Wednesday, July 01, 2009

Bigger Stronger Faster*

BIGGER STRONGER FASTER* (Chris Bell, 2008)

Are athletes who use anabolic steroids cheating? Are the drugs detrimental to one's health? The documentary BIGGER STRONGER FASTER*: THE SIDE EFFECTS OF BEING AMERICAN doesn't always provide the expected answers to these questions.

Director and narrator Chris Bell is a weightlifter struggling with the ethics of steroid use. His two weightlifting brothers take them. He's tried steroids but feels there's something wrong about using such performance enhancements. With BIGGER STRONGER FASTER Bell looks for answers regarding the effects of steroids and the culture's obsession with perfection.

The micro purpose of BIGGER STRONGER FASTER is to explore whether anabolic steroid use is as dangerous as it is claimed to be. Bell speaks to those in the bodybuilding community who don't buy into what they consider unsupported statements of steroid use's irreversible consequences.

Presenting his information as a less strident and glib Michael Moore, Bell makes an apologist's case that is neutral toward steroids, if not an implicit endorsement of them. Considering that he expeditiously discredits the only anti-steroids doctor and layman interviewed in the film, some doubt is cast over the strength and evenhandedness of his arguments. Nevertheless, Bell succeeds at muddying the waters when it comes to what we know versus what we're told in the film about the drugs.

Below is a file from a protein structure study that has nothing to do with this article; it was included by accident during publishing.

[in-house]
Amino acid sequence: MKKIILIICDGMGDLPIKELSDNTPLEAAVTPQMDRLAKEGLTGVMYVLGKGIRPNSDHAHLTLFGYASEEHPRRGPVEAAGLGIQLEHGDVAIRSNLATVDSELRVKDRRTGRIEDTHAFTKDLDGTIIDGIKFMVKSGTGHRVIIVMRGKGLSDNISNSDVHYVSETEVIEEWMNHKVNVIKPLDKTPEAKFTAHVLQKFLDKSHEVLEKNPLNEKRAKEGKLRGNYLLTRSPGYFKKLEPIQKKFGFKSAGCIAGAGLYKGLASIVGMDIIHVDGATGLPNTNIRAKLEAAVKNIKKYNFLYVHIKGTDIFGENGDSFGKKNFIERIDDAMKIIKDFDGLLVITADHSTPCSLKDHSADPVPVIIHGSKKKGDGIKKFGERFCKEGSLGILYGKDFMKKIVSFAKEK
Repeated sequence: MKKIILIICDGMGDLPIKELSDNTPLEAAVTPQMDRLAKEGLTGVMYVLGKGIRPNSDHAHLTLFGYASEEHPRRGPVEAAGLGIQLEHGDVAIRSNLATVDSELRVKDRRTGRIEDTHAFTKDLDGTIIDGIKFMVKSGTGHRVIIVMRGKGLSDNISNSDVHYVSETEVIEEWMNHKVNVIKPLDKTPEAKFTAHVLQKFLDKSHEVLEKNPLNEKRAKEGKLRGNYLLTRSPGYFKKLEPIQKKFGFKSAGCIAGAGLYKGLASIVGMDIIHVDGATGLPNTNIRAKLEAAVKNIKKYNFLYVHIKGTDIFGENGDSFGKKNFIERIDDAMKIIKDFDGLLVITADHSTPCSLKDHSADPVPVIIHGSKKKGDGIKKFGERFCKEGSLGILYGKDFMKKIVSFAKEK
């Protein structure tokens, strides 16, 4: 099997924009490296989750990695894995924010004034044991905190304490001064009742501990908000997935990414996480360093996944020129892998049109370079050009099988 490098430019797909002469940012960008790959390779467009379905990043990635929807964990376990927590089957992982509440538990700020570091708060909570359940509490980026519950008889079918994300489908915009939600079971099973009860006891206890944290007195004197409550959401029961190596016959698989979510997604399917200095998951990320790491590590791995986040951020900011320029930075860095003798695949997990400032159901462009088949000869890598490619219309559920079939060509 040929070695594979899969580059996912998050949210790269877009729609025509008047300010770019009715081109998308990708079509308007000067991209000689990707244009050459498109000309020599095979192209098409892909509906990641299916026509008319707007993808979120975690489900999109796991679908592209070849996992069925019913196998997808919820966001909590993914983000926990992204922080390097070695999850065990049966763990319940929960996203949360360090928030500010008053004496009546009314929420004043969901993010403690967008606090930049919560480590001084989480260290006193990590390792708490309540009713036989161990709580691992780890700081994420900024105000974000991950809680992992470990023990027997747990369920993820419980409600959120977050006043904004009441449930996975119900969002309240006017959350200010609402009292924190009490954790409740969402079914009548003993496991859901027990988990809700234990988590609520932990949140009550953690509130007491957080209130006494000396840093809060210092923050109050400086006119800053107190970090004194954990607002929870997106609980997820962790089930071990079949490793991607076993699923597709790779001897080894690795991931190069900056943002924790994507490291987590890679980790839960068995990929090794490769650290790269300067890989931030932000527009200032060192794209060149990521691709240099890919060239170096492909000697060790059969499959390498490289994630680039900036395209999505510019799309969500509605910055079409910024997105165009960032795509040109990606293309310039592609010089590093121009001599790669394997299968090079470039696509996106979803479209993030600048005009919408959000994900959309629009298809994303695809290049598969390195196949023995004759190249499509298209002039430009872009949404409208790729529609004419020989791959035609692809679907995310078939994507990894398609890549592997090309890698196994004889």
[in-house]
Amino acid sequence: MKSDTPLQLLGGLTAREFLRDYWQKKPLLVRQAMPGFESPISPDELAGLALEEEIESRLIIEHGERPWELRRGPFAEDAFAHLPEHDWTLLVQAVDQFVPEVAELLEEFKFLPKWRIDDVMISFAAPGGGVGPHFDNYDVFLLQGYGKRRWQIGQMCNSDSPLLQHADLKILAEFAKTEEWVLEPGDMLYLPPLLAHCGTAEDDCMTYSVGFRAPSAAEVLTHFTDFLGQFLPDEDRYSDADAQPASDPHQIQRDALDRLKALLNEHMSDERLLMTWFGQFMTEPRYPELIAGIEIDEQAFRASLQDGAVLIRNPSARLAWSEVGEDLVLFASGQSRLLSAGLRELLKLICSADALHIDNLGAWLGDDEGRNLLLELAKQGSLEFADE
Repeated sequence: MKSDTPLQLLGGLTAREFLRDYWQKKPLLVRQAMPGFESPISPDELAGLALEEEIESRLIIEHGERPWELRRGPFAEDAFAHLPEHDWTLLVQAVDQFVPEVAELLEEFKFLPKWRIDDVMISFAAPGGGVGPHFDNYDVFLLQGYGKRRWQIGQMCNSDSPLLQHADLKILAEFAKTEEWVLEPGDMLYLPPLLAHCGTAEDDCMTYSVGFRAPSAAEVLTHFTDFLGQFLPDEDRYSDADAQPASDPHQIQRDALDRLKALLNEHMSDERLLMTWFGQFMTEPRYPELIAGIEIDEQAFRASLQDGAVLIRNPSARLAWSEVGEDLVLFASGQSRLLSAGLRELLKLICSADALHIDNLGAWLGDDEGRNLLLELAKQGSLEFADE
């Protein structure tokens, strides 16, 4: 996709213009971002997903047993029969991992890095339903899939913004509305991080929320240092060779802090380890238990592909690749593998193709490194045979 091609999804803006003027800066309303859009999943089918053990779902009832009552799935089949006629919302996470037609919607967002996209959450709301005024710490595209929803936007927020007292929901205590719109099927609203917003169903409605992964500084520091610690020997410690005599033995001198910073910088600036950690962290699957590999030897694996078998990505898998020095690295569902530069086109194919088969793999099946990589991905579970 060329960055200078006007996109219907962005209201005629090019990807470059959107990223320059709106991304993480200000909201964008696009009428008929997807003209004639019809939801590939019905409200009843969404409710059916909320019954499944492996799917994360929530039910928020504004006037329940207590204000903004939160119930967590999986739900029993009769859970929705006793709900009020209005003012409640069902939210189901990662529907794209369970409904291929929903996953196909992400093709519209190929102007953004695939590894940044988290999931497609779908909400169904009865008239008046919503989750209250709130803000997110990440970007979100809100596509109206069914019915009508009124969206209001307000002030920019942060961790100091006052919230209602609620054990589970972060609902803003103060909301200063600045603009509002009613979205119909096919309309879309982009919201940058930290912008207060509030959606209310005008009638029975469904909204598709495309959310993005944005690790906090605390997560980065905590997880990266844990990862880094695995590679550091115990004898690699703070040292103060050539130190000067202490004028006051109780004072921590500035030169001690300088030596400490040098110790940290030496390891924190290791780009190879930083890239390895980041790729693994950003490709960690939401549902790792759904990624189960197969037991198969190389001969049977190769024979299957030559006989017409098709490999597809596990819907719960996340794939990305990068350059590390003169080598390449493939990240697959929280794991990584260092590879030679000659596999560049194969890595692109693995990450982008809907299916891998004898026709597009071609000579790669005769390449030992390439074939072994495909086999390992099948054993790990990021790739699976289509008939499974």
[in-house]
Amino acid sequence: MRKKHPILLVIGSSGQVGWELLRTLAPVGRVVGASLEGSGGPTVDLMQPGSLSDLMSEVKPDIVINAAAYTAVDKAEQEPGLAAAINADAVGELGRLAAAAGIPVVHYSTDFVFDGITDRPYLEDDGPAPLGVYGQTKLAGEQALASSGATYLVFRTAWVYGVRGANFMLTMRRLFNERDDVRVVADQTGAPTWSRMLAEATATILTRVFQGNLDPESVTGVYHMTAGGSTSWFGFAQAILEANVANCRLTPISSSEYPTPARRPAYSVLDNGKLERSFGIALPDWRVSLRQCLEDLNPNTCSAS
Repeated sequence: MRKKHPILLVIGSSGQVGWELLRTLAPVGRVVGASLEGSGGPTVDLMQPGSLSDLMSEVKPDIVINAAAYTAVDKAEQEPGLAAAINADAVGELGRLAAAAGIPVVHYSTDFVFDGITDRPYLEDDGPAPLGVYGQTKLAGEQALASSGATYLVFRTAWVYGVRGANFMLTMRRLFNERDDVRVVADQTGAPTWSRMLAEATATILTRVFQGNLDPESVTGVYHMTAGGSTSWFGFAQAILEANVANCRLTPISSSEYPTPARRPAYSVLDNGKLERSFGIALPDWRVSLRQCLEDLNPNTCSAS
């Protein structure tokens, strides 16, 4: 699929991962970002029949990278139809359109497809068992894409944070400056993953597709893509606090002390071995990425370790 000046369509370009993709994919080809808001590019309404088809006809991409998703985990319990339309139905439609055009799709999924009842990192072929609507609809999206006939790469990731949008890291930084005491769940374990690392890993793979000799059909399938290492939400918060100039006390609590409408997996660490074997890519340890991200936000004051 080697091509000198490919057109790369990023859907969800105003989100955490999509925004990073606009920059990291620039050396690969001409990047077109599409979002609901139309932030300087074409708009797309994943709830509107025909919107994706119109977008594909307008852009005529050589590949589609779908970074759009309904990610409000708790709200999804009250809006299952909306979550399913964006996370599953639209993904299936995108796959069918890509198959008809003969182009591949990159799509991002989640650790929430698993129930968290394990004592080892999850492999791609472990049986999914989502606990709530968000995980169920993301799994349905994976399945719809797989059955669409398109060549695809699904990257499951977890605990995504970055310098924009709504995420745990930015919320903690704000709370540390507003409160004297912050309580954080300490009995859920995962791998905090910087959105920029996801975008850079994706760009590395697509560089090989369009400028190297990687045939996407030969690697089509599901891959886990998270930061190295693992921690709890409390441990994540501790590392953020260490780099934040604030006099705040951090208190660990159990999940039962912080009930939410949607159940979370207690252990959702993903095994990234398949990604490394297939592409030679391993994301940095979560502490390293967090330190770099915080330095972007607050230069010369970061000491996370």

BIGGER STRONGER FASTER'S macro purposes are to determine where the line is between cheating and fairness and to examine what Bell believes to be a uniquely American mindset to be the best no matter the cost.

Why are using steroids to build muscle and quicken recovery times deemed unacceptable while Lasik eye surgery to improve vision is permissible? After all, both give competitive advantages. The naysayers would quickly point out that individuals aren't risking deleterious long-term effects on their well-being (or death) with vision correction. Thus, pro sports administrators don't need to legislate against it, but keep in mind the film proposes that the use of steroids is not as damaging as popularly portrayed. The documentary doesn't, nor should it be expected to, resolve the matter, but it raises big, intriguing questions that rarely, if ever, come up in the hubbub about steroid use in professional athletics, particularly Major League Baseball.

Bell is on shakier ground when he theorizes that performance enhancement is an indelibly American obsession. He is correct that our national striving for greatness emphasizes a winner above all else mentality, but Bell overreaches in applying this exclusively to Americans. After all, one of his inspirations, Arnold Schwarzenegger, was an Austrian citizen when he began winning bodybuilding titles, and blood doping isn't limited to American cyclists.

Bell wonders why many of the people in the film and the culture at large refuse to be satisfied with the natural limitations of their bodies. Why isn't fulfilling one's potential good enough? It's on this individual level, when it plays like a personal essay, that BIGGER STRONGER FASTER is most compelling.

The use of performance enhancing drugs in sports is a hot button issue that can't afford room for nuances lest some try to exploit loopholes for gain. Bell's uncertainty about the ethical dilemmas feels like a genuine and appropriate response. Agree or disagree with him, his documentary gives sports fans a lot to chew on.

Grade: B

(Photos courtesy of Magnolia Pictures)

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